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Old Jun 9, 2009, 3:09 AM   #11
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Thanks, Tom. I hoped you'd show up here!

I'll monitor the exif dates on mother-in-law's images to see how many shots she gets from the two sets of Li AAs I've now given her. I expect them to keep her happy for a while.

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Originally Posted by SilverFoxCPF View Post
AA size Energizer L91 cell..15 year shelf life....CRV3 batteries have a 10 year shelf life.
Perhaps that means the CR-V3 are a single cell, with a different 3V chemistry? Round here, they're more expensive than pairs of AAs.

Another AA issue...

I'm doing another experiment on my wife's occasional use of alkaline AAs in our daughter's elderly and much travelled cast-off 2004 Jenoptik camera. She also, of course, gets poor life from standard alkalines, and is similarly disinclined to be bothered with rechargeables.

At the store where I bought the 4-pack of Energizer lithiums for her mother, on the rack right next to them in a nearly identical pack, annoyingly and confusingly for the ordinary shopper, were packs of four upmarket alkaline AAs called 'Energizer Ultimate Hi-Tech' claiming "up to +25% performance vs Energizer Ultra+ in digital cameras". Presumably these have a lower internal resistance than standard alkalines, and fail less prematurely. I bought a pack (at half the price of the Li cells) as an experiment. Given the limited use of my wife's camera it will be a long time before I get a result.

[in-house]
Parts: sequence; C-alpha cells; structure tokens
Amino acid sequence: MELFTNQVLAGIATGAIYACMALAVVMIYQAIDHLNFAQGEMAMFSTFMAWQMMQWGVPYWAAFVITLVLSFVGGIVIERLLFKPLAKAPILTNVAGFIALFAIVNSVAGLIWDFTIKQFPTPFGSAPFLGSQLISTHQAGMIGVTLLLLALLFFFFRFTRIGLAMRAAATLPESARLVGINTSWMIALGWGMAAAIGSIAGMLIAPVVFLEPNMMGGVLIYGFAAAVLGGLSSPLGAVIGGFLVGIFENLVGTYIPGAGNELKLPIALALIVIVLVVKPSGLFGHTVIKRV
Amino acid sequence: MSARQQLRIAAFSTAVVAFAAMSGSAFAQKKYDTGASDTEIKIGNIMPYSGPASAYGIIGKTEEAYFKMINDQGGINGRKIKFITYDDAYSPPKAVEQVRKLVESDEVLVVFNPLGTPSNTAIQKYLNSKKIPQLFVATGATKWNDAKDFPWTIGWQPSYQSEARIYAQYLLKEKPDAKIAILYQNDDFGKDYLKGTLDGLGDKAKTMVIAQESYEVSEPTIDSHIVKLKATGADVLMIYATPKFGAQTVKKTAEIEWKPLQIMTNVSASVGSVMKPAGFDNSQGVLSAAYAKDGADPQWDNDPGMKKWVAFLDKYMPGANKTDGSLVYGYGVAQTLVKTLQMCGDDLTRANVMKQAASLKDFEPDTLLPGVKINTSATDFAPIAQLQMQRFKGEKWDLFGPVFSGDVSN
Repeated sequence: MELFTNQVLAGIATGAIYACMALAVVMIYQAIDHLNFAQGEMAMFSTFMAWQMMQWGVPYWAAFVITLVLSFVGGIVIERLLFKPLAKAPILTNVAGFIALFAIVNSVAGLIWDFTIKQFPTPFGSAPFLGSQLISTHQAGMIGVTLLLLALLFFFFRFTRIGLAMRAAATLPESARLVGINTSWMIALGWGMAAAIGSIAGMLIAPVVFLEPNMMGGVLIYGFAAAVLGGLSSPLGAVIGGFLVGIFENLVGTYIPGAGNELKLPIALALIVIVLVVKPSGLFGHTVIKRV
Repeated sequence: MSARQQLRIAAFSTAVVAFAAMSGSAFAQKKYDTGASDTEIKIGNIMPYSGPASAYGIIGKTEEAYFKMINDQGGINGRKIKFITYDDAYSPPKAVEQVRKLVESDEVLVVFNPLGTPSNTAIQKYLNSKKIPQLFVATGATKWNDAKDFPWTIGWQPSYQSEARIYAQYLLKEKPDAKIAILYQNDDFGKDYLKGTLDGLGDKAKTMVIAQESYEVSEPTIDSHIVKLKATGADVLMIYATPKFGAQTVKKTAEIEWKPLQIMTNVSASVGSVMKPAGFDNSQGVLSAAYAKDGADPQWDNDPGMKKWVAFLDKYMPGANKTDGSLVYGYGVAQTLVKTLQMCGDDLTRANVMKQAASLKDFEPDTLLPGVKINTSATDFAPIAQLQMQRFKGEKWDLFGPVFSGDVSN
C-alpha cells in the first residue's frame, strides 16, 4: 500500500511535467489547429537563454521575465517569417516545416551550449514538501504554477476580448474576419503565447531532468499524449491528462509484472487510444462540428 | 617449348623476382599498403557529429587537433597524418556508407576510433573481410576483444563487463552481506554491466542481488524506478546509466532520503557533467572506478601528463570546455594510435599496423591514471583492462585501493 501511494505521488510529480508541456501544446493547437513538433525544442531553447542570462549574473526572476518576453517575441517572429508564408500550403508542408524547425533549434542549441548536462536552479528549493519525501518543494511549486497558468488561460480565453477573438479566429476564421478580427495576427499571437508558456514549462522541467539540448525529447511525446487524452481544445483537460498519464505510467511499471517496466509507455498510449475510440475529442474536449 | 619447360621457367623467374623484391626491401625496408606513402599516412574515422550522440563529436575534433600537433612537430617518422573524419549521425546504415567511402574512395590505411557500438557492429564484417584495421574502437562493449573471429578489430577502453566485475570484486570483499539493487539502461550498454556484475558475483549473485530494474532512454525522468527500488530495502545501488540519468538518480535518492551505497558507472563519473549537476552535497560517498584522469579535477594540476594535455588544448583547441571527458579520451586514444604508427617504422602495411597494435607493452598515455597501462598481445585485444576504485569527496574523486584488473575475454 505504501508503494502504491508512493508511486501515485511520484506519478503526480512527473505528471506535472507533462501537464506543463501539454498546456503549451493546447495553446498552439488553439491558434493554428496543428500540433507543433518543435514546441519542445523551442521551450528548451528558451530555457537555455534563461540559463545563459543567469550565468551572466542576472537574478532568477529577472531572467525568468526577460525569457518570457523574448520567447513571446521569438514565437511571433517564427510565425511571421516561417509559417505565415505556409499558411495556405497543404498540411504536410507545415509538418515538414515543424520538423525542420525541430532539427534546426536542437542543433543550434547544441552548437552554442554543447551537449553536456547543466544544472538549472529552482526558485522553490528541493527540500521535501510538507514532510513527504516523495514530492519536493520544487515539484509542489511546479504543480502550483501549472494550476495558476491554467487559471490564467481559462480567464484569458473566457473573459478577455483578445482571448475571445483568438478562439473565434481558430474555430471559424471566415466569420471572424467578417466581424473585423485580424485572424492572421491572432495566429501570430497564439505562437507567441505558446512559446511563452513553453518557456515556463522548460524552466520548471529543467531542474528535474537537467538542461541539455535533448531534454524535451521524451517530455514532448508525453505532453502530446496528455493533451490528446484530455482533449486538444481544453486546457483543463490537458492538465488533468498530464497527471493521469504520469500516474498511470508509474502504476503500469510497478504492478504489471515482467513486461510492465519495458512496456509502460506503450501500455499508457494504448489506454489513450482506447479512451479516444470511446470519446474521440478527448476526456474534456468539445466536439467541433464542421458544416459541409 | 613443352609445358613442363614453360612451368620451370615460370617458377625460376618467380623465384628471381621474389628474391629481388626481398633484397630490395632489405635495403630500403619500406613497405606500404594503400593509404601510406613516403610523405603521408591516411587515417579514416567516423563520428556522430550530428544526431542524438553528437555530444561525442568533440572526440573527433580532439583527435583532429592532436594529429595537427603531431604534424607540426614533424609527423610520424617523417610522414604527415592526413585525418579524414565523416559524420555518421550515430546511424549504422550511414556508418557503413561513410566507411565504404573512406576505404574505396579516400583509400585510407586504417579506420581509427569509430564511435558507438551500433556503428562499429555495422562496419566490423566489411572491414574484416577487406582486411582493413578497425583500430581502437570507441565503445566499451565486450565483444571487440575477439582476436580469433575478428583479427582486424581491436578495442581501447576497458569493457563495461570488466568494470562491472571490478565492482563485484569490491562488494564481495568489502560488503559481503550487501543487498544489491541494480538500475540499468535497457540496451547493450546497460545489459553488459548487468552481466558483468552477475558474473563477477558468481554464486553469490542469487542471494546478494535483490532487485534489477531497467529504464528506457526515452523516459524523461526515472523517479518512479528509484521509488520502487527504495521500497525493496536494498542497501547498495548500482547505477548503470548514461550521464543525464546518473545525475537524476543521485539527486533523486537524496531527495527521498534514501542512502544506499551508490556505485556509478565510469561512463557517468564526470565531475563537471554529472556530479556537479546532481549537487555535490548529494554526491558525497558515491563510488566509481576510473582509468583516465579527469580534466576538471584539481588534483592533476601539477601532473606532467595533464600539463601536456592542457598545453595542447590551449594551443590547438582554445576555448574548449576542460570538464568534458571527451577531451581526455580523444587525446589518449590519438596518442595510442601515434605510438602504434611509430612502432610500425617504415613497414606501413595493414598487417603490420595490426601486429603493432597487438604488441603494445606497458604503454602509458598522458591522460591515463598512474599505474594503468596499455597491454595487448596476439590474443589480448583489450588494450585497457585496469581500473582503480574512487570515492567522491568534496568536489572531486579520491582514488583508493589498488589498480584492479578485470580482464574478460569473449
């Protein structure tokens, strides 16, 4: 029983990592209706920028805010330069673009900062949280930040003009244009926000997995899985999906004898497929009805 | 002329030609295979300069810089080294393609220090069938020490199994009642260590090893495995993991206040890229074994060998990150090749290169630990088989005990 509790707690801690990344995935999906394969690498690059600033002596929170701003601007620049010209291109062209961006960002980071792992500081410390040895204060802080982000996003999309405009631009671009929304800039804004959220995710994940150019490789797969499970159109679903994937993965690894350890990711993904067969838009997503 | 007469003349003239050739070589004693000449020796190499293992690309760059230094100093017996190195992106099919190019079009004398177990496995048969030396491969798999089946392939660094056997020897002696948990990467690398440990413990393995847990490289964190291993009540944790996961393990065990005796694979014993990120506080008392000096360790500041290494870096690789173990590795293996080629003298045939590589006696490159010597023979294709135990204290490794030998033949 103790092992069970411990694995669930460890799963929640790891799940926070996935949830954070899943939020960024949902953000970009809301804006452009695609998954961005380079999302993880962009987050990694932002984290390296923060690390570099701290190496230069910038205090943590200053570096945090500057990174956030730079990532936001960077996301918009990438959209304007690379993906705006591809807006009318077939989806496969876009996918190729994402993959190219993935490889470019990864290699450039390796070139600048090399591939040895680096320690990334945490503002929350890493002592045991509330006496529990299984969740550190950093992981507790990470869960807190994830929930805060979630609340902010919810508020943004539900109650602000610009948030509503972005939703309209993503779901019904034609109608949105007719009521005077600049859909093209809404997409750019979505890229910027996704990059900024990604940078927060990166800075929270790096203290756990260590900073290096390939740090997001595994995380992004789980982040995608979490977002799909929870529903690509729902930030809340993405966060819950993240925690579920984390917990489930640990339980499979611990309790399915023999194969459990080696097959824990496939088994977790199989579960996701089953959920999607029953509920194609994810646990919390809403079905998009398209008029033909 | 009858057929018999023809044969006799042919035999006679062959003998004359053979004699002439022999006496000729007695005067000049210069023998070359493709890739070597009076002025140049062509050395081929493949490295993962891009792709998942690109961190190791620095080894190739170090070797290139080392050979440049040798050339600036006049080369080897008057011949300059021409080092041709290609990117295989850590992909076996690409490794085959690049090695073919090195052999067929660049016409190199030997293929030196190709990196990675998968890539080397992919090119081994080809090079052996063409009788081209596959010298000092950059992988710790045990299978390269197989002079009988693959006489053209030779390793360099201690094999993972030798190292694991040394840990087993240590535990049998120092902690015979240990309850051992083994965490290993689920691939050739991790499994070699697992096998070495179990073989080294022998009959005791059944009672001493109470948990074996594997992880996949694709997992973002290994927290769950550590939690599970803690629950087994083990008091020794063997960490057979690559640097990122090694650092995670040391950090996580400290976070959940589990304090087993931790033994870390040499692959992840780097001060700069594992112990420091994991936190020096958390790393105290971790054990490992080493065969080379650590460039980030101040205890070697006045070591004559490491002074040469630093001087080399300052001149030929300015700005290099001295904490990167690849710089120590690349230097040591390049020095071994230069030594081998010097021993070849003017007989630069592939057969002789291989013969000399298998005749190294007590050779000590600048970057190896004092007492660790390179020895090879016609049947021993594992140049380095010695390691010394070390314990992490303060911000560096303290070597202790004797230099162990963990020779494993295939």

Do you have a view on whether they offer a realistic middle-ground primary AA option for cameras, lying somewhere between dreadful but cheap performance from alkalines, and good but expensive from Li cells?
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Old Jun 9, 2009, 9:07 AM   #12
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Hello Alan,

The battery manufacturers have found that they can "tweak" the performance of an Alkaline cell by adjusting the chemical mix of the electrolyte. They have been able to create cells that maintain a higher voltage under load by doing this, but the trade off is less capacity.

A camera is very voltage sensitive, so these new cells are targeted toward camera users. An example of these cells is the Panasonic Power Edge. These cells are more expensive than regular Alkaline cells, and they have less capacity, but they do hold voltage which allows the camera to keep working. They were designed for camera use and seem to work well in this application.

Tom
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Old Jun 9, 2009, 10:21 AM   #13
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Thanks, Tom. I think they'll do quite well in the ancient camera, because it has a small LCD screen, not used much.

Aren't you and I going to be busy when everyone's asking the impossible of their automobile traction batteries, if we're round that long?
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